Throughout the period of Mr Murdoch's expansion, the Director General of Fair Trading was Sir Gordon, now Lord, Borrie. He held the post from 1976 to 1992. He was, I think, the sole fully paid-up Labour supporter to hold a position of pomp and power throughout the reign of Queen Margaret. Lord Borrie now believes that Mr Murdoch's underpricing of the Times is predatory. It is aimed primarily at the Daily Telegraph and hurts secondarily The Independent.

I am not much given to placing my faith in individuals or my trust in princes. The argument from authority holds little appeal for me. Nevertheless Lord Borrie supports Lord McNally's amendment, which is aimed at Mr Murdoch's pricing and was passed by the Lords. The Government now proposes to overturn it in the Commons. In these circumstances I am prepared to believe Lord Borrie, and hope, without a great deal of confidence, that Labour backbenchers will do the same.

The other area where Mr Blair is sucking up to Mr Murdoch is over the Human Rights Bill, which comes before the Commons tomorrow. Here, however, we must be careful, for the already proclaimed anxieties of Mr Murdoch's newspapers are shared by most of the others. The controversy concerns the establishment of a right to privacy. The whole question has become very muddled. I shall now try to sort it out.

The European Convention, which is incorporated into United Kingdom law by the Bill, establishes a right both to privacy and to freedom of expression. Clause 6 of the Bill says that "it is unlawful for a public authority to act in a way which is incompatible with one or more of the convention rights". The clause goes on to say that a public authority includes "any person certain of whose functions are functions of a public nature". The next clause says that an aggrieved individual can take action against a public authority to enforce the convention.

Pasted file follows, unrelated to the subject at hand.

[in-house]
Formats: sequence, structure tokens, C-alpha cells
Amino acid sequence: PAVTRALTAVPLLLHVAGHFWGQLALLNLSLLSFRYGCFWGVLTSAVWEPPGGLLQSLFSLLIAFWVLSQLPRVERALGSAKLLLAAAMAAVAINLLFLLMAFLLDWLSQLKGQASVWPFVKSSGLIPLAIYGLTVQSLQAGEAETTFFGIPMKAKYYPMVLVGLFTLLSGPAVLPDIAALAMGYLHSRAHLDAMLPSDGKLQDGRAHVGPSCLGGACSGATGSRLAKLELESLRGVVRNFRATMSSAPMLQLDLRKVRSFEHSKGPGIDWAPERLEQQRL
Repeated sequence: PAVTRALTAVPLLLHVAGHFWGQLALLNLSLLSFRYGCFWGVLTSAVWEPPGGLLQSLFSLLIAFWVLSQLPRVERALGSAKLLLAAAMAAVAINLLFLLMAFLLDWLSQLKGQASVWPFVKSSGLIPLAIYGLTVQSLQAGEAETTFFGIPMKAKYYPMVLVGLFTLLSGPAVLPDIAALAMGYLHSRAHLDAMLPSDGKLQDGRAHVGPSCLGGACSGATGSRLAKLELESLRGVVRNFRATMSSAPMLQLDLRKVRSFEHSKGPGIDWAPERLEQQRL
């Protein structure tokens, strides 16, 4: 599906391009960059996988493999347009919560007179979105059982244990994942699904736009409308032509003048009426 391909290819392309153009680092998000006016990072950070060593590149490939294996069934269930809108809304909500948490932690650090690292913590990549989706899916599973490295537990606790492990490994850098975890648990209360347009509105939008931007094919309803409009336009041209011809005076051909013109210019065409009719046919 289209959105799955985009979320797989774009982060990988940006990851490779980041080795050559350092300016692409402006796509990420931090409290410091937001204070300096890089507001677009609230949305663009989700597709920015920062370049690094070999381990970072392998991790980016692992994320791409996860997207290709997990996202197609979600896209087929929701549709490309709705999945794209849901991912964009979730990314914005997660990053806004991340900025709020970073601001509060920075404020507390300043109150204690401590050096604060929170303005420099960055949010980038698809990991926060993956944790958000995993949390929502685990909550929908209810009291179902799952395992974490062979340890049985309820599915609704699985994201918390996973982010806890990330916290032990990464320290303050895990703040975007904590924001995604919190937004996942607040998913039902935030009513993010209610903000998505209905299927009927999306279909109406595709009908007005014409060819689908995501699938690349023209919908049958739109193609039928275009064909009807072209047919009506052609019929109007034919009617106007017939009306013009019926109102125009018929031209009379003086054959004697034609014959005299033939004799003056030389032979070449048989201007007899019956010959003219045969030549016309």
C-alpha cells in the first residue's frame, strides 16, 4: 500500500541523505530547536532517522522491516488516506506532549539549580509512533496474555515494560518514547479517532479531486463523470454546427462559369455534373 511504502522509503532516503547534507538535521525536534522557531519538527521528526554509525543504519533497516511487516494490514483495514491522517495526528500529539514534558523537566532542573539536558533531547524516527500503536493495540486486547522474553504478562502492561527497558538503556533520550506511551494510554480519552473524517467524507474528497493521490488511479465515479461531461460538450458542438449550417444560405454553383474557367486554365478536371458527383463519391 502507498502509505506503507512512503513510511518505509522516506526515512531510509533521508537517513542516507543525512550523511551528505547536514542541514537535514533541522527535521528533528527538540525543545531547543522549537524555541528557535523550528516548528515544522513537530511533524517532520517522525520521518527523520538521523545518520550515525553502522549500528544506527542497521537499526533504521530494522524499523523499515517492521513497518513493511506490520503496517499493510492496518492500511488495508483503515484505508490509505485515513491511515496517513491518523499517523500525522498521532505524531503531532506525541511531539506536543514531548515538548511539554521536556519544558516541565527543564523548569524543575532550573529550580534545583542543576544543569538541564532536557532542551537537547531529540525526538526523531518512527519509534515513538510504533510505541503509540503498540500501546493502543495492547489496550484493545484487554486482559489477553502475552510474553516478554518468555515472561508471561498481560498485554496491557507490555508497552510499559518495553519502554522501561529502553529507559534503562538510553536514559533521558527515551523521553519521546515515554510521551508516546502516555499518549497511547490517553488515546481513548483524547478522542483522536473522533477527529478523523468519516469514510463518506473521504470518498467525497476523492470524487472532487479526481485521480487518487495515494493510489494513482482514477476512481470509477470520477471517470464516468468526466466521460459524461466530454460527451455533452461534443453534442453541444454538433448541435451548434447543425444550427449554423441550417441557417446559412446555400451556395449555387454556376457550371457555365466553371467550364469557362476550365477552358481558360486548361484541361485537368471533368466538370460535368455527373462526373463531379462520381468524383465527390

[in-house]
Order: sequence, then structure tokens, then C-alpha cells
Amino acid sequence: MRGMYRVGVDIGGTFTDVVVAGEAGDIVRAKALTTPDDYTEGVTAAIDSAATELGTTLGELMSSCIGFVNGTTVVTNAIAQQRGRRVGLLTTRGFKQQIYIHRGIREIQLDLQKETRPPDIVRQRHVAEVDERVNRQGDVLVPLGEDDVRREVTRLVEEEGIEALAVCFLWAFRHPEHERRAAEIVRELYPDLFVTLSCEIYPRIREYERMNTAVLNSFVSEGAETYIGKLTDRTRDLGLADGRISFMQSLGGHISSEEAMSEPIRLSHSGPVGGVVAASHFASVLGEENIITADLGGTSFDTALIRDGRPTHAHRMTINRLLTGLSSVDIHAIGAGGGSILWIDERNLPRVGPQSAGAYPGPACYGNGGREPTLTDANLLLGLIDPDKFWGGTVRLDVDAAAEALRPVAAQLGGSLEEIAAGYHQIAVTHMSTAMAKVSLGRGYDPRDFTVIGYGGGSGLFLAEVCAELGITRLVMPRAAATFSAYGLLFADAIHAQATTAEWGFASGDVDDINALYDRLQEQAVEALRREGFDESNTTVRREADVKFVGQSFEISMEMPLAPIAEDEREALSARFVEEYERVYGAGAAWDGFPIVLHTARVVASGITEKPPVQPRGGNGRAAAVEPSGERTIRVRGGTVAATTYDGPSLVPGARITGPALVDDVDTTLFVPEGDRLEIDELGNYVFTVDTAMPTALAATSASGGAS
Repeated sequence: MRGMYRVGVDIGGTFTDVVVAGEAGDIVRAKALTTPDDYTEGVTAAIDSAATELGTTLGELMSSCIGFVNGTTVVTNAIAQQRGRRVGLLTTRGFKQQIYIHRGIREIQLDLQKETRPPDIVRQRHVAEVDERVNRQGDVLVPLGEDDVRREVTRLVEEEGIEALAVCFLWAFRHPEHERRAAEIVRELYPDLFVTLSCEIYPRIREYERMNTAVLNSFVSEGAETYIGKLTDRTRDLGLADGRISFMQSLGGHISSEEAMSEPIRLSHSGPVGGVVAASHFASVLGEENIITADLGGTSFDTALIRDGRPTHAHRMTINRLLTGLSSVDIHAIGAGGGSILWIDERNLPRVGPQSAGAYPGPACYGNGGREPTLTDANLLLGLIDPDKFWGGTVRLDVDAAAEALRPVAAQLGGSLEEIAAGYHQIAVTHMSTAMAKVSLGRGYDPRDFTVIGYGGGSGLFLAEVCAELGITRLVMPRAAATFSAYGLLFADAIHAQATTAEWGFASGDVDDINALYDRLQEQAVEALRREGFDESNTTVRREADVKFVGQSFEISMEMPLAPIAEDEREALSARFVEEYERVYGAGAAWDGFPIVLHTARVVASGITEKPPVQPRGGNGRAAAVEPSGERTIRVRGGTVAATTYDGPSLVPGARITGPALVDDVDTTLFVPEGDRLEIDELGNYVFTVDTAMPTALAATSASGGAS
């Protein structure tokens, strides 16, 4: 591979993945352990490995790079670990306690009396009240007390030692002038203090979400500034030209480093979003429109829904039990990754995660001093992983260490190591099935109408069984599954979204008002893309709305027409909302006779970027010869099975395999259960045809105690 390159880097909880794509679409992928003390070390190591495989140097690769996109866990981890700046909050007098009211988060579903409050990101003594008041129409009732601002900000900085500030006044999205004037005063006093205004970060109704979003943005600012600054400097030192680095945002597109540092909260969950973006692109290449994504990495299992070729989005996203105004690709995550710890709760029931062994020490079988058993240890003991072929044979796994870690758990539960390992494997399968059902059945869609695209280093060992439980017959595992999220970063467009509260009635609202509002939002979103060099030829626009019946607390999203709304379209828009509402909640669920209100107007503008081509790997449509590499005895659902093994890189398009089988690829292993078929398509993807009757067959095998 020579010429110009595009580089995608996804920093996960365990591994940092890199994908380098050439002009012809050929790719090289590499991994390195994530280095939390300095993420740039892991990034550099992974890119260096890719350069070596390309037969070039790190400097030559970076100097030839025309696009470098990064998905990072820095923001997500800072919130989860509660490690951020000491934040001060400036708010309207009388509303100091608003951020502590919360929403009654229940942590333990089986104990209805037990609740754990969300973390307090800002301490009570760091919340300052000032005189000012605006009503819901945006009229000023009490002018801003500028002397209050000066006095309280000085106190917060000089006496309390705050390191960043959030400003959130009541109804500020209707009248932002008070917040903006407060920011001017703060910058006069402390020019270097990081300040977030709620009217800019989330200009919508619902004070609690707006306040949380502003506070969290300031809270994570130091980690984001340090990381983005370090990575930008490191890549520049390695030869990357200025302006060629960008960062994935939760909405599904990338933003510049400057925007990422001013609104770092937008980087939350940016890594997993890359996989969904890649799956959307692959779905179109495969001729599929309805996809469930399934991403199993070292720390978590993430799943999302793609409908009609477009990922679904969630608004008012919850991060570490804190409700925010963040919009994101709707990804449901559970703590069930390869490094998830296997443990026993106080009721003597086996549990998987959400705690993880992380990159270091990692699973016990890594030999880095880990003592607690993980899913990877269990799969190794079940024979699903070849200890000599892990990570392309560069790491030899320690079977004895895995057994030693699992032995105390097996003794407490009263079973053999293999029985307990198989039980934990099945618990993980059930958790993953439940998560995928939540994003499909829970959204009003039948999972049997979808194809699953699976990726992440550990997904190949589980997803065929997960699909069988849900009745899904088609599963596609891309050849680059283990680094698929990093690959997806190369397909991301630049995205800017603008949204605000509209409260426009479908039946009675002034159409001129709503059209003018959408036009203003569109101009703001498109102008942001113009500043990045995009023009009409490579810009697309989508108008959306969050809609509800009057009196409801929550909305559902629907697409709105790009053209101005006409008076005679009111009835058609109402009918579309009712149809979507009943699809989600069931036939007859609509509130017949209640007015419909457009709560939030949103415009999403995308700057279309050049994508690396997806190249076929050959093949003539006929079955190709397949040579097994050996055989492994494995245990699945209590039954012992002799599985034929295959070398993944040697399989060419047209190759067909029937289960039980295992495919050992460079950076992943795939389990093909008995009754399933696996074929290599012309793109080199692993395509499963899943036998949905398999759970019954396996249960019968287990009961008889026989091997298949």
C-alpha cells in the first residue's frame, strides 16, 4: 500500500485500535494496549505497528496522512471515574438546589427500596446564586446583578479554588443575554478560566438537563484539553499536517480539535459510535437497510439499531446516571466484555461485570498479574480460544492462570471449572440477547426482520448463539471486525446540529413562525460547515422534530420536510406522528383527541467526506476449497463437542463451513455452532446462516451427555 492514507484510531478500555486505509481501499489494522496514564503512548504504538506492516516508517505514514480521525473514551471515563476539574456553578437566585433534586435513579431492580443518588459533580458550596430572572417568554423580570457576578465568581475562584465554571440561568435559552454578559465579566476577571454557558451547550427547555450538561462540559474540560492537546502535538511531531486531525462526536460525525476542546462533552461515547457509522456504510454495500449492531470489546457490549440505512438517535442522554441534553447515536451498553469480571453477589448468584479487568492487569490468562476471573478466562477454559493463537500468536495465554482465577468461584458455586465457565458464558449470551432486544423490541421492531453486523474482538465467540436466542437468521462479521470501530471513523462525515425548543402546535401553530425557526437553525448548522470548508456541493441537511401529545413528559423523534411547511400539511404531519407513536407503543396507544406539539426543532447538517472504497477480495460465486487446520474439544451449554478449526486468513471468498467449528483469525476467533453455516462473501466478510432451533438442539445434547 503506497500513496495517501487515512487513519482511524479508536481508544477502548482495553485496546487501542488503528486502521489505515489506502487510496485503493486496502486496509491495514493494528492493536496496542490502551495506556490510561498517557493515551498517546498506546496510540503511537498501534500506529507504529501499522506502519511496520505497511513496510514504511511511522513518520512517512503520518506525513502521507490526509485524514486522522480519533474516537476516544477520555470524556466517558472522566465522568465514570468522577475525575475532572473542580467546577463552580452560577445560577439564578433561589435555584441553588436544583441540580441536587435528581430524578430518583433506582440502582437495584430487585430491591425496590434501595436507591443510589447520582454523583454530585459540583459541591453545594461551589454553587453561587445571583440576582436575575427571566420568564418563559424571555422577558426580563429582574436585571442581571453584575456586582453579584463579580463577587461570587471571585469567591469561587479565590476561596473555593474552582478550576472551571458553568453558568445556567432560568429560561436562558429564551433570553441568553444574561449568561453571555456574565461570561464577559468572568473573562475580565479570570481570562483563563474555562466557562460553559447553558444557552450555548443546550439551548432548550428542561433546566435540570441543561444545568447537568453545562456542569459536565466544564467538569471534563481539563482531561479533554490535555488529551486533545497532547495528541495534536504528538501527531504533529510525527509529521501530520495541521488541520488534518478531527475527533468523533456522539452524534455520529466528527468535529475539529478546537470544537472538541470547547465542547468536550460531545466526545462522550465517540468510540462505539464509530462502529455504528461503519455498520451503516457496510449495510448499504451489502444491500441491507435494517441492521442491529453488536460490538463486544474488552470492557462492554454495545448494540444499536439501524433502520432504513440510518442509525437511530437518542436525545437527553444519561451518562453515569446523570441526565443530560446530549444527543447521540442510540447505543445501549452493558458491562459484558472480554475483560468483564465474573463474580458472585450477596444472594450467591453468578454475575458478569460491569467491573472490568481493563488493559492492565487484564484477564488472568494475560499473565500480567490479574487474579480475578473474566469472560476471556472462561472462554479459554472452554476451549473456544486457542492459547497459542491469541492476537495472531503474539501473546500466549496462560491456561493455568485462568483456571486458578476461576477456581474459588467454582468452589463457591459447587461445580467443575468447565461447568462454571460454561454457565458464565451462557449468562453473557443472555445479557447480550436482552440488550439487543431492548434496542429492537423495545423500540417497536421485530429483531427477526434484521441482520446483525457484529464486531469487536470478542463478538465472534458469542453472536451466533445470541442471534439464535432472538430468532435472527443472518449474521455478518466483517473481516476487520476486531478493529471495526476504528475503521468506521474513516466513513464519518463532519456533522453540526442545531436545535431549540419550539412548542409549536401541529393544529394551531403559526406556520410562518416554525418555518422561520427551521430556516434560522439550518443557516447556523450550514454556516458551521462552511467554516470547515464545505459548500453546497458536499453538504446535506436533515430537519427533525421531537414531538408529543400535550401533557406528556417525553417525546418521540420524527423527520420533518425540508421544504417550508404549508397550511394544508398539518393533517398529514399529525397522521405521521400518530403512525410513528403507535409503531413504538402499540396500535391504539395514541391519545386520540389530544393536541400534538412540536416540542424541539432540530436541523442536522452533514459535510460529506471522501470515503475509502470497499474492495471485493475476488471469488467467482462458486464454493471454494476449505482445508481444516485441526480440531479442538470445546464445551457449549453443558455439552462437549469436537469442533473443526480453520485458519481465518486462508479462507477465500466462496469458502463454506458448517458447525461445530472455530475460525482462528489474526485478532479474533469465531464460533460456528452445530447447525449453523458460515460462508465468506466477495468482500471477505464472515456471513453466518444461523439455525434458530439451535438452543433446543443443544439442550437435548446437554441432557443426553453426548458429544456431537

At first it was thought that the Press Complaints Commission was not a public authority. Then smart legal opinion decided it was. Consternation all round! The commission could be compelled to enforce a law of privacy. Lord Irvine of Lairg went further. He thought the commission could proceed by way of "prior restraint" - in simpler language, censorship. As we know, the courts are getting up to this activity all the time through injunctions taken out under the libel laws. Robert Maxwell was a notable practitioner, aided by several people who should have known better but continue to prosper.

Lord Irvine wants an extension to include privacy policed by the PCC. For someone who has spent part of the last quarter century sharing a glass with journalists in what Lord Beaverbrook used to refer to disapprovingly as El Vino's public house, Lord Irvine is surprisingly unaware of the ways of newspapers. For how does he suppose an allegedly intrusive story is going to come to the commission's attention at 10 at night?

Anyway, Mr Blair is opposed both to prior restraint by the PCC and to giving that body any powers at all under the Bill. Another of Mr Blair's chums, the Solicitor-General Lord Falconer - a much older chum than Mr Murdoch - is hard at work amending the Bill to exclude the commission from it. This does not mean, however, that the judges can be prohibited from developing their own law of privacy. I am surprised they have not done so before. Stopping them would entail further amendement. This would make it absurd. Not even Mr Blair's romance with Mr Murdoch will produce that result.